Celebration of Books poster

Celebration of Books 2022

Tanya Rohrmoser

This year marked the eighth anniversary of the Celebration of Books. Co-hosted by UTM Library and the Office of the Vice-Principal, Research, the virtual event featured 24 titles from 19 authors and editors, who together represented 10 departments at UTM. VP Research Kent Moore started the two-hour celebration with a land acknowledgement, which was followed by a warm welcome from UTM’s Chief Librarian Shelley Hawrychuk.

“I am always truly amazed by the quality and quantity of books that we recognize at this special event,” Hawrychuk said. “I’m impressed by the wide variety of topics and it’s fascinating to see the scholarship each year.”

The first author to present was Jennifer Adese, Associate Professor in the Department of Sociology. Adese presented two titles at the celebration, including Indigenous Celebrity: Entanglements with Fame (2021) co-edited with Robert Innes, as well as A People and a Nation: New Directions in Contemporary Métis Studies. The latter, a collection of essays Adese co-edited with Chris Andersen, is the first collection written entirely by Métis scholars and authors.

“This book is near and dear to our hearts,” explained Adese, who spoke with UTM News in anticipation of the event. “We have a growing group of Métis scholars in the academy that are doing work on contemporary issues—we wanted to bring together a compilation of works that could speak to what the present realities are for Métis people, and we have a wonderful range of chapters looking at everything from religious relationships to community oral histories, and, in particular, conversations on the question of identity.”

The event also featured timely work from ICCIT’s Associate Professor Tero Karppi, whose research focuses on disconnections in social media and network culture. Karppi presented two collaborative projects published in 2021. In Undoing Networks, Karppi and his co-authors develop theories of disconnection—for example, how the COVID-19 pandemic changed how we connect socially. Karppi co-edited his second book, Reckoning with Social Media, an anthology which tracks the different forms of resistance and tactics users are taking against social media platforms and their addictive and exploitive business models. (Think: big tech scandals, social media breaks, digital detoxing, user outrage, and more.)

It was also an impressive year for Language Studies. Collaborative and independent works were on display from Michael Lettieri, Simone Casini, and Salvatore Bancheri; along with Adrien Rannaud’s new book, La Révolution du magazine au Québec—a fascinating exploration of the role of women in, and the revolution of, magazines in Quebec.

Associate Professor of American Literature Melissa Gniadek shared her new title, Oceans at Home: Maritime and Domestic Fictions in Nineteenth-Century American Women’s Writing, in which Gniadek explores how women’s writings emerging from oceanic spaces negotiate histories of settler colonialism and imperialism. Citing children’s stories, an unpublished diary, a travelogue, and well-known fiction, Gniadek shows how “texts develop a ‘coastal gothic’ at the intersection of land and sea.” Concepts of home and domesticity, argues Gniadek, so central to accounts of literature by and about women in the nineteenth century U.S., are as much shaped by narratives of oceanic space and encounters as those that have more often been associated with male authors, such as whale chases and militarization.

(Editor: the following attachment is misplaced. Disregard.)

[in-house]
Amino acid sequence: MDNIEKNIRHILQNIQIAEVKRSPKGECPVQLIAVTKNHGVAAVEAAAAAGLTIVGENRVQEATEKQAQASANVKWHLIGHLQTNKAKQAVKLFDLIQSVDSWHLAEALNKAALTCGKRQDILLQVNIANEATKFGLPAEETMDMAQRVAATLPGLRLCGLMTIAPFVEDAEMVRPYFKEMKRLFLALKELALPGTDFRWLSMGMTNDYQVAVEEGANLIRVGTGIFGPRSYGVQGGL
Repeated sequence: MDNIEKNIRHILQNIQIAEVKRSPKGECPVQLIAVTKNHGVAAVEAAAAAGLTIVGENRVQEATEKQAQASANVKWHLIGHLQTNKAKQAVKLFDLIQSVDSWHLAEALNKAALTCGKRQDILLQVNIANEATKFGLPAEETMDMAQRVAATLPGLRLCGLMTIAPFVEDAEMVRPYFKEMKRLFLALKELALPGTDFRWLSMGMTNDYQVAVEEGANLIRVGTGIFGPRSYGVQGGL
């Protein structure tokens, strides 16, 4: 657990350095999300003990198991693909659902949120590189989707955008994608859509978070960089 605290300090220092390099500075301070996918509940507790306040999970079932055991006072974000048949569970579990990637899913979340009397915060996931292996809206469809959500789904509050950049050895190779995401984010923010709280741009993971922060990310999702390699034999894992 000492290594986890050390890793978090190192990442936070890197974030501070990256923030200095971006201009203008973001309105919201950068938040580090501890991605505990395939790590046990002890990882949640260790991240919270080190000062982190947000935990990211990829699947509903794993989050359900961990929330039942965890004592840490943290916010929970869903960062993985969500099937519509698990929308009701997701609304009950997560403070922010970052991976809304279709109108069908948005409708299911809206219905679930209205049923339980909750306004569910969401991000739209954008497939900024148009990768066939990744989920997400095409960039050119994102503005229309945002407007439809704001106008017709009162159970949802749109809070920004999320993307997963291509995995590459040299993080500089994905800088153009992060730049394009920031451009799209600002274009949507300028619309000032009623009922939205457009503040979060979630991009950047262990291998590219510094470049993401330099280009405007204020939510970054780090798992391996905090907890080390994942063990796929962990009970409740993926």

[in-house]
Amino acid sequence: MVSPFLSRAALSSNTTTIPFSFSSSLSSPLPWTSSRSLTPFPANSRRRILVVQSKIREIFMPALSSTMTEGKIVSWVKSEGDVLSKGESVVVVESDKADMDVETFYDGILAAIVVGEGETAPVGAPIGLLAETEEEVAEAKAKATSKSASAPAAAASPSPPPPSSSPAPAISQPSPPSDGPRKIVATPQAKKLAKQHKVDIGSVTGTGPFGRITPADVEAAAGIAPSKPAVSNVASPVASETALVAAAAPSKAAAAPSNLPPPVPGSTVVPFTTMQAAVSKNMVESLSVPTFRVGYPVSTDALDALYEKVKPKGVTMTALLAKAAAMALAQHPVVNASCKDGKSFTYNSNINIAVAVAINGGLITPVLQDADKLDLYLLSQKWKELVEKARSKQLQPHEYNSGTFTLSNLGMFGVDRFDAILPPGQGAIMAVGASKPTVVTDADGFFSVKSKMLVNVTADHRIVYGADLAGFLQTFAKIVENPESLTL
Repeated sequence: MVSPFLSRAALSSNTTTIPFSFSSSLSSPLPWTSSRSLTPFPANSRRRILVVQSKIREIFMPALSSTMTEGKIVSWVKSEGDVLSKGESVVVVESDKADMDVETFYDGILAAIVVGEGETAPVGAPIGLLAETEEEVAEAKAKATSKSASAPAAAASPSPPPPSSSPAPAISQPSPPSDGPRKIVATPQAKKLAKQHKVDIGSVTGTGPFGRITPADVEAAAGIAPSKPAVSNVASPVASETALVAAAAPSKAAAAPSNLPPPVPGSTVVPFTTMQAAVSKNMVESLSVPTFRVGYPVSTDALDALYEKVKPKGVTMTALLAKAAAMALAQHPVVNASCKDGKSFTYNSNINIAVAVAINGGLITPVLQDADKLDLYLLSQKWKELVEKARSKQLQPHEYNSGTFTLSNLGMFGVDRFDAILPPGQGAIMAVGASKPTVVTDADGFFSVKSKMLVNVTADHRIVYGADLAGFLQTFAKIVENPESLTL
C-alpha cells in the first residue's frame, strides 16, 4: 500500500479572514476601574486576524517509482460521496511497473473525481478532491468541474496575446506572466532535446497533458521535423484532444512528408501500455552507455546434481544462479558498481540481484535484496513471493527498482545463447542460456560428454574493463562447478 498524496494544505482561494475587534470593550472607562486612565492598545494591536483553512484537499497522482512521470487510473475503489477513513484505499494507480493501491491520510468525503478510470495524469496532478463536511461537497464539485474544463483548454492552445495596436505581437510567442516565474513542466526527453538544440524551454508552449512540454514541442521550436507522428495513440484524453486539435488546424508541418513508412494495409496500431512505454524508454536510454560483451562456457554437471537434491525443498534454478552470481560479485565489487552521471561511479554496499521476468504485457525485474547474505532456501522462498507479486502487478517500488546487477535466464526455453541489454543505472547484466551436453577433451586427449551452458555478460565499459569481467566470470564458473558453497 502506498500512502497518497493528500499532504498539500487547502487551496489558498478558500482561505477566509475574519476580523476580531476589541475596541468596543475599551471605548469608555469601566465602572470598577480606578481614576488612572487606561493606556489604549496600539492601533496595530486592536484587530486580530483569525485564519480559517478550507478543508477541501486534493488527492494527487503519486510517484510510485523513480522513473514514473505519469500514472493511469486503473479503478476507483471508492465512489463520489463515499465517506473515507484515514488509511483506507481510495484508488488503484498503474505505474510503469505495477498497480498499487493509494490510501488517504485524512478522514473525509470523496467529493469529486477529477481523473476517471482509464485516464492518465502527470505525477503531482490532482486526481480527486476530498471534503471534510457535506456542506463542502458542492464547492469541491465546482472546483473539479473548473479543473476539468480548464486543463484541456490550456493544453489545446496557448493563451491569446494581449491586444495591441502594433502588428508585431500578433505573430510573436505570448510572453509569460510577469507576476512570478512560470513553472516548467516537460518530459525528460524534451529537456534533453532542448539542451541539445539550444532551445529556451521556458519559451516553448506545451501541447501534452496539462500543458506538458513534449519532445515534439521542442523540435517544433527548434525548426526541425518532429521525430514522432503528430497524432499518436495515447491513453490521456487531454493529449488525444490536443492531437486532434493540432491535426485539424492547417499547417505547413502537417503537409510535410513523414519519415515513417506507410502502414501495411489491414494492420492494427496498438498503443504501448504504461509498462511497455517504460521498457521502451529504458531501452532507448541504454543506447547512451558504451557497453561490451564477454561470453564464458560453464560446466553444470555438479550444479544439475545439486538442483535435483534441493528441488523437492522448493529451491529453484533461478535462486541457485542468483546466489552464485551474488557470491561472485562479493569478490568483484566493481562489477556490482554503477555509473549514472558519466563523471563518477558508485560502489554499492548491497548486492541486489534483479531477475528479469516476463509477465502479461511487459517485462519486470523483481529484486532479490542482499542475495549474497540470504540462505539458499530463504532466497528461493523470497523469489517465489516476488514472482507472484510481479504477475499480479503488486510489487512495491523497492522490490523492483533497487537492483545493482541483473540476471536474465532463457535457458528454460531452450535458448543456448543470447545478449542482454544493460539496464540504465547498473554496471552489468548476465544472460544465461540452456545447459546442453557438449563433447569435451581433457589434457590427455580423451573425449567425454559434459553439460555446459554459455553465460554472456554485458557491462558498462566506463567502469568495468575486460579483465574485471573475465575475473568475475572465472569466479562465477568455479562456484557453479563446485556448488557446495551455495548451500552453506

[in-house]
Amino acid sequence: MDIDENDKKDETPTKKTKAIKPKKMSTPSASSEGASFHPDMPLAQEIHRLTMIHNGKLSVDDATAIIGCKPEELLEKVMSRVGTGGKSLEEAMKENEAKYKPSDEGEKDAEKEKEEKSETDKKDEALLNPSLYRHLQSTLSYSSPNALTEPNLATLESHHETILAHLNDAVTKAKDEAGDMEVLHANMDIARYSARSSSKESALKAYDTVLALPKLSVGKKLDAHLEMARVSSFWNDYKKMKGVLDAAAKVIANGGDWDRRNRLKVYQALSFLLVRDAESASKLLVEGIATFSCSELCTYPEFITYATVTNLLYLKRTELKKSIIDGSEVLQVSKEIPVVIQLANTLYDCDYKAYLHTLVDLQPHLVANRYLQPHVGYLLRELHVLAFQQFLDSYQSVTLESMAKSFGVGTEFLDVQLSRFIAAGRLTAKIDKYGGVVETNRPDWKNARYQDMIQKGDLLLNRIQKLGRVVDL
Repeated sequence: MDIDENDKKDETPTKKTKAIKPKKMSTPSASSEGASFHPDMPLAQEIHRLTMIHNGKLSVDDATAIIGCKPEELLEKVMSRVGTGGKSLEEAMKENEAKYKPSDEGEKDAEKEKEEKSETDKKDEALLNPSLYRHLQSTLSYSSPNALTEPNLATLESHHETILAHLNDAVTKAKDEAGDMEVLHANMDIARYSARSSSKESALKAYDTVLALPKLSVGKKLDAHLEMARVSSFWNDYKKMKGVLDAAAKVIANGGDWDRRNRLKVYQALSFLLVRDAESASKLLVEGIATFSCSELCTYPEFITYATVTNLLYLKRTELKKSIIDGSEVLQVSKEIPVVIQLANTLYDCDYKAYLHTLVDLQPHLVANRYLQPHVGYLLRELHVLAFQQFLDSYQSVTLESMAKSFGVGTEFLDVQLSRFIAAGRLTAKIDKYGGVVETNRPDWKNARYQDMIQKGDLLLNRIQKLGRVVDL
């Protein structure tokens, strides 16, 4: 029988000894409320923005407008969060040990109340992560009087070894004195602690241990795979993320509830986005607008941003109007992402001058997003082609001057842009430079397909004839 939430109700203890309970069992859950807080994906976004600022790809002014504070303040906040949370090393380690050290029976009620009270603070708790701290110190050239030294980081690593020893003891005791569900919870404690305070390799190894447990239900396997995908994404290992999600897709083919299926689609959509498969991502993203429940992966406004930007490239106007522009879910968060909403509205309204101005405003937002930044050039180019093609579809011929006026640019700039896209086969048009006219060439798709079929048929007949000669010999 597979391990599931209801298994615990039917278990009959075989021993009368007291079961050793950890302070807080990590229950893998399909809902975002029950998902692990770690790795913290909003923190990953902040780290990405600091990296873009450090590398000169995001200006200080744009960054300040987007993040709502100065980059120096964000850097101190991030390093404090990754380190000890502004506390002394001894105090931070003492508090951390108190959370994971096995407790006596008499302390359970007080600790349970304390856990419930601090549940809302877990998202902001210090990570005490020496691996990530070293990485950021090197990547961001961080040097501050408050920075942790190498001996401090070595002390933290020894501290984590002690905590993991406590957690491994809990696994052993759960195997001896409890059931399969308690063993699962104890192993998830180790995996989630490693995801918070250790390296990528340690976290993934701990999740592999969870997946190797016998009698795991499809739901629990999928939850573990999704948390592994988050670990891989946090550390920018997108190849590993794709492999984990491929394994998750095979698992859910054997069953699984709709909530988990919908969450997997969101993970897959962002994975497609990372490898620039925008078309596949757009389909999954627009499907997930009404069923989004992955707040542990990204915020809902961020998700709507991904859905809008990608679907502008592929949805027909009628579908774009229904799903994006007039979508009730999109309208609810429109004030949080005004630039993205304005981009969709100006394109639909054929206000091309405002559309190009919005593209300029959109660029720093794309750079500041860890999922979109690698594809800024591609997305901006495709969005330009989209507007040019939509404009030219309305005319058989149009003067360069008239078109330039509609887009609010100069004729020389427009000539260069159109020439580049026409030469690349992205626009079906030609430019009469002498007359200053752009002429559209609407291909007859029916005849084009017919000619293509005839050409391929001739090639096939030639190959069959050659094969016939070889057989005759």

And if you attended Research Excellence Award winner Martin Revermann’s lecture earlier this year, you’ll likely recognize his book. The Historical Studies professor introduced attendees to his 2021 monograph, Brecht and Tragedy: Radicalism, Traditionalism, Eristics. The book features previously unpublished documents, positions Brecht within ‘the tragic tradition,’ and provides close interpretive engagement with his plays. Revermann explained the attention-grabbing cover image, which features a picture of Brecht’s 1948 adaptation of Sophocles’ Antigone —a sombre stage flanked by four wood posts-as-columns topped with boiled horse skullsin which Brecht turns the celebrated Greek stage into “barbaric theatre,” something that is instead about the waste of human life and potential. Learn more about his monograph by viewing the book launch event recording. 

As the afternoon went on, authors from Political Science, Anthropology, Philosophy, and more introduced attendees to their work, and the event concluded on a note from Hawrychuk on just why this annual celebration is so important to the UTM community.

“Scholarly books contribute to our understanding of who we are and how we operate,” said Hawrychuk, “how we want to be governed, what kind of society we should be part of, and how we express ourselves.”

“We must continue to write, edit, promote, and share books — and I thank all of you for being a part of this celebration.”

If you weren’t able to attend, we invite you to watch the event recording and explore the books on the library website.



Publishing a book in 2022 or early 2023? We want to hear from you! Please contact the OVPR or UTM Library and we will be sure to include you in next year’s lineup. We look forward to celebrating our authors and editors at this annual event!